The U.S. is in desperate need for infrastructure upgrades.
In fact, according to the American Society of Civil Engineers, which gave U.S. infrastructure a grade of C-, the country needs $2.6 trillion in funding over the next decade.
Worse, the ASCE says that, “growing wear and tear on our nation’s roads has left 43% of our public roadways in poor or mediocre condition.” They added that 42% of all 617,000 bridges across the U.S. are at least 50 years old, with many structurally deficient.
Or look at drinking water issues.
According to the ASCE, “Our nation’s drinking water infrastructure system is made up of 2.2 million miles of underground pipes that deliver safe, reliable water to millions of people. Unfortunately, the system is aging and underfunded… There is a water main break every two minutes and an estimated 6 billion gallons of treated water lost each day.”
I could easily go on, but you get the point.
While both sides of the aisle argue about how to pay for an infrastructure upgrade, or even what to include in a bill, all we know is we’re in desperate need of repair.
With that being said, some of the biggest beneficiaries of a building boom are cement companies. “With the U.S. cement industry at 90% production capacity 30% import capacity, prices would be pressured materially higher,” says Carlos De Alba, equity analyst and head of Morgan Stanley’s Americas Basic Materials research team, as quoted by Virtual Strategy.
Some of the top cement stocks you may want to consider include:
Cement Stocks for Infrastructure: Vulcan Materials (VMC)
The last time I weighed in on Vulcan Materials, the stock traded around $108.
That was on June 11, 2020.
Today, VMC stock is up to $176, where it’s been consolidating for the last several weeks. From here, I’d like to see the stock retest a prior high of about $194, which is possible if we can get an infrastructure bill through Congress.
Better, Vulcan Materials’ earnings are impressive. Total revenues for example came in at $1.068 billion in the first quarter from $1.049 billion year-over-year. Gross profit improved to $229.3 million from $201.7 million. Net earnings jumped to $161.7 million from $60 million.
Analysts seem to like the stock here, too. Morgan Stanley analyst Courtney Yakavonis raised the firm’s target price on VMC to $186 from $185. Jefferies analyst Philip Ng upgraded the stock to a buy rating with a $207 price target.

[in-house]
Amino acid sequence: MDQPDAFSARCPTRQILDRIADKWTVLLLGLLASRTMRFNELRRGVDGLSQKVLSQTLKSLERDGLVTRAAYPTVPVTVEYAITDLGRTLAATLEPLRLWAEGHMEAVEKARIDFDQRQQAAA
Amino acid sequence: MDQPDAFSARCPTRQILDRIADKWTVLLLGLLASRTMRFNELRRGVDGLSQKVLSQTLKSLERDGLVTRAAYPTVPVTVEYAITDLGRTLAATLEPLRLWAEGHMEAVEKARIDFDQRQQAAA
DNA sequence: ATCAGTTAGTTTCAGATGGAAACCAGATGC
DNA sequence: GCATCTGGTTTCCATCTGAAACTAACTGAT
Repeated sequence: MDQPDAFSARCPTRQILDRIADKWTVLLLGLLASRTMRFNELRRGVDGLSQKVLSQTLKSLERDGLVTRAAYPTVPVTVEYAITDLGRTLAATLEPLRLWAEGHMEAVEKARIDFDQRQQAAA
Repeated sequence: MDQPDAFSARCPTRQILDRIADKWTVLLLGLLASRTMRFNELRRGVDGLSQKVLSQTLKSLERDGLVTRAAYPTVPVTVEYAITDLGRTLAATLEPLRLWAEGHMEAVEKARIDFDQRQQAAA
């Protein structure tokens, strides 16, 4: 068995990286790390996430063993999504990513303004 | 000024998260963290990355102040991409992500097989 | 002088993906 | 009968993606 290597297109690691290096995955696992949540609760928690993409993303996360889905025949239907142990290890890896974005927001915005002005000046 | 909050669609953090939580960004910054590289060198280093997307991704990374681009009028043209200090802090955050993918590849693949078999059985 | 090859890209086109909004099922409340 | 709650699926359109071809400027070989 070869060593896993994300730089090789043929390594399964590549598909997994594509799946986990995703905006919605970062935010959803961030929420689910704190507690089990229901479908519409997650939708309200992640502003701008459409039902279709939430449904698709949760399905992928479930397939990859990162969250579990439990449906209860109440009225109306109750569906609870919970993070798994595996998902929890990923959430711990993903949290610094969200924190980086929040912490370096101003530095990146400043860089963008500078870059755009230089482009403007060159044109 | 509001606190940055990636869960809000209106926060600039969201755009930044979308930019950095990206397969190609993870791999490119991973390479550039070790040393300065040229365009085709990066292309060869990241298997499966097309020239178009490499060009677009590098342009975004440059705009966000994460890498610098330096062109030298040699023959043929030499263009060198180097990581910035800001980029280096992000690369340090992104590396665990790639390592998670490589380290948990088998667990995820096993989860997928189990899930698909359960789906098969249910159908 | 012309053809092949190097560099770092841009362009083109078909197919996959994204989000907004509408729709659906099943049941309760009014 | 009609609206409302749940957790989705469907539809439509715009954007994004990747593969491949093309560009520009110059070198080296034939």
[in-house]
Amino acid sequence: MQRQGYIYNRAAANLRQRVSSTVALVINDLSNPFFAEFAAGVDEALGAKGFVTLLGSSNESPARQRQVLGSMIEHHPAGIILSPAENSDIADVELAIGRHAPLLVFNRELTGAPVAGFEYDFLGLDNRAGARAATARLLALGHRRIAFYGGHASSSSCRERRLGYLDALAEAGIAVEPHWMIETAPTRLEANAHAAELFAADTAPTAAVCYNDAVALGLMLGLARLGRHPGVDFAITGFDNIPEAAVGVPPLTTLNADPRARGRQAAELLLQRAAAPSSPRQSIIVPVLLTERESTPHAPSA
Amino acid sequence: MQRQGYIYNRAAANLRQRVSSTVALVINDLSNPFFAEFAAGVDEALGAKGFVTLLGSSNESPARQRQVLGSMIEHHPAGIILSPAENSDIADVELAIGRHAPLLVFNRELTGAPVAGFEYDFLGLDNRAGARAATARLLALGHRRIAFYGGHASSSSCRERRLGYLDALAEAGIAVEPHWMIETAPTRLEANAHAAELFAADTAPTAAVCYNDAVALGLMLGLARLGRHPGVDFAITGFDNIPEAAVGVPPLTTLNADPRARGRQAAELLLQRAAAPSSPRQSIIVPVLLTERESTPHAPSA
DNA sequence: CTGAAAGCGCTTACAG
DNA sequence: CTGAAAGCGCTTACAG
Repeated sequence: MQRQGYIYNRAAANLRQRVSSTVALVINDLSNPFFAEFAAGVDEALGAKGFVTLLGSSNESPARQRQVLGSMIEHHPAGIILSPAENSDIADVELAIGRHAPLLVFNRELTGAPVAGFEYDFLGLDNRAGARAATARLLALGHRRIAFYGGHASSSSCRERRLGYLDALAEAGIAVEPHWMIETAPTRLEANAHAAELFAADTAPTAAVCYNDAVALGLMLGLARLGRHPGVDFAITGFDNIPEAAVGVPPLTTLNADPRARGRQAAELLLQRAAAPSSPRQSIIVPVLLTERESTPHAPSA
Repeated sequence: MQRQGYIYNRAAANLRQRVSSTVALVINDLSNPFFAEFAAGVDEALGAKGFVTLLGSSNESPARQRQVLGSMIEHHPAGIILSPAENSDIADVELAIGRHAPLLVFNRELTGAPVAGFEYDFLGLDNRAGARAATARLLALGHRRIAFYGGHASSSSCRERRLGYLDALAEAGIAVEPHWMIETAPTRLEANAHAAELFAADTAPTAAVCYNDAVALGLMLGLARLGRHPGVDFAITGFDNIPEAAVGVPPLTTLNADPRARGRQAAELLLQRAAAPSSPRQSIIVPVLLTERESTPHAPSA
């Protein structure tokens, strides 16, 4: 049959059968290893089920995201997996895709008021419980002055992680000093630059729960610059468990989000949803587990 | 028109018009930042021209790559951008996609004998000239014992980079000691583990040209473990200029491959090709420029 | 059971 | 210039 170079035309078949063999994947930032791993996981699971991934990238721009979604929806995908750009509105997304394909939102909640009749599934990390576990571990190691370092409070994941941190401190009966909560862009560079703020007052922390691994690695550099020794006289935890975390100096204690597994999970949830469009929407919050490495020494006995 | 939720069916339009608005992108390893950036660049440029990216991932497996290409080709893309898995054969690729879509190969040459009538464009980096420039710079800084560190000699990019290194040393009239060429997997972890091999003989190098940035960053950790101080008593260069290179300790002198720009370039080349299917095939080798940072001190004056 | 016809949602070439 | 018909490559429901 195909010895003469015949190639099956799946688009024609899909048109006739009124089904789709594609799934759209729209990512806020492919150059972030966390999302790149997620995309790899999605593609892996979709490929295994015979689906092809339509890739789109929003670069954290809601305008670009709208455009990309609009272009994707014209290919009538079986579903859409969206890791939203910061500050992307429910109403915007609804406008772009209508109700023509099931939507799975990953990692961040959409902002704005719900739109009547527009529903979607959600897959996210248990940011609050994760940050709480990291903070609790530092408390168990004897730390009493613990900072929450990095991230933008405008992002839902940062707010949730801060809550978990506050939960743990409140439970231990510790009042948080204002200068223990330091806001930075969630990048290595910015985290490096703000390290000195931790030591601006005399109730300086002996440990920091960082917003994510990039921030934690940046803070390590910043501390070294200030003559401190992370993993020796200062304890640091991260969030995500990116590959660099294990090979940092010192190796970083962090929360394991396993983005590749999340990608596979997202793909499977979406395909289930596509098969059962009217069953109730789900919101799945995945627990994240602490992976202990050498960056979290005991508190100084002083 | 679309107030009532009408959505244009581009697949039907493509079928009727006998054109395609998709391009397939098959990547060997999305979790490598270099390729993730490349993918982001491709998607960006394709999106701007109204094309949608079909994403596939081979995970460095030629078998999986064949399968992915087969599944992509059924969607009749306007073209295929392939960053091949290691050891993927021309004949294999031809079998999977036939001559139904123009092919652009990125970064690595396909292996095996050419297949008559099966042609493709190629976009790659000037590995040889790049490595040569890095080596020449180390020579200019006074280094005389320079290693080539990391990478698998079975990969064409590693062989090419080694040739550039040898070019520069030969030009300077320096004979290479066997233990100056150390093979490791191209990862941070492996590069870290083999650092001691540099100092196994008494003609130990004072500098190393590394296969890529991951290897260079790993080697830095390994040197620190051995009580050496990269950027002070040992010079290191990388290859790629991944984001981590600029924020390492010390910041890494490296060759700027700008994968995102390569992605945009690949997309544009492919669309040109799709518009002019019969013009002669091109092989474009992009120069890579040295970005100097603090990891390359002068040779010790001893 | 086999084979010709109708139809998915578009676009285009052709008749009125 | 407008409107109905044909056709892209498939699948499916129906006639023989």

Eagle Materials (EXP)
Another cement stock to keep an eye on is Eagle Materials, which manufactures basic construction materials, with applications in residential, commercial, industrial, infrastructure and energy. Since bottoming out around $42 in March of last year, the stock soared to a high of about $151 before pulling back to $133.50 support.
From here, I’d like to see the EXP stock retest its prior high of $151, as we near a potential infrastructure bill. Analysts seem to like this stock, as well.
For example, Jefferies analyst Philip Ng upgraded EXP to a buy from hold with a $170 target. Loop Capital analyst Garik Shmois raised his price to $170 from $145 with a buy rating. DA Davidson analyst Brent Thielman raised his target to $150 from $120. JP Morgan analyst Adrian Huerta also raised his target to $160 from $130, believing that an infrastructure bill could send Eagle Materials up another 15% to 20% from here, as noted by TheFly.com.
Cement Stocks for Infrastructure: Cemex (CX)
A third cement stock to consider is Cemex (CX), one of the biggest building materials companies in the world.
Since bottoming out around $1.63 during March 2020, the stock has exploded to a recent high of $8.22 after bouncing from double bottom support. From here, I’d like to see it break well above double top resistance around $9.09.
Analysts like this one, too. Morgan Stanley analyst Nikolaj Lippmann raised his price target to $12 from $11. Berenberg analyst Harry Goad raised his target to $11 from $10 with a buy rating. JP Morgan analyst Adrian Huerta raised his target to $11.50 from $10 with a buy rating.
On the date of publication, Ian Cooper did not have (either directly or indirectly) any positions in the securities mentioned in this article. The opinions expressed in this article are those of the writer, subject to the InvestorPlace.com Publishing Guidelines.
Ian Cooper, a contributor to InvestorPlace.com, has been analyzing stocks and options for web-based advisories since 1999.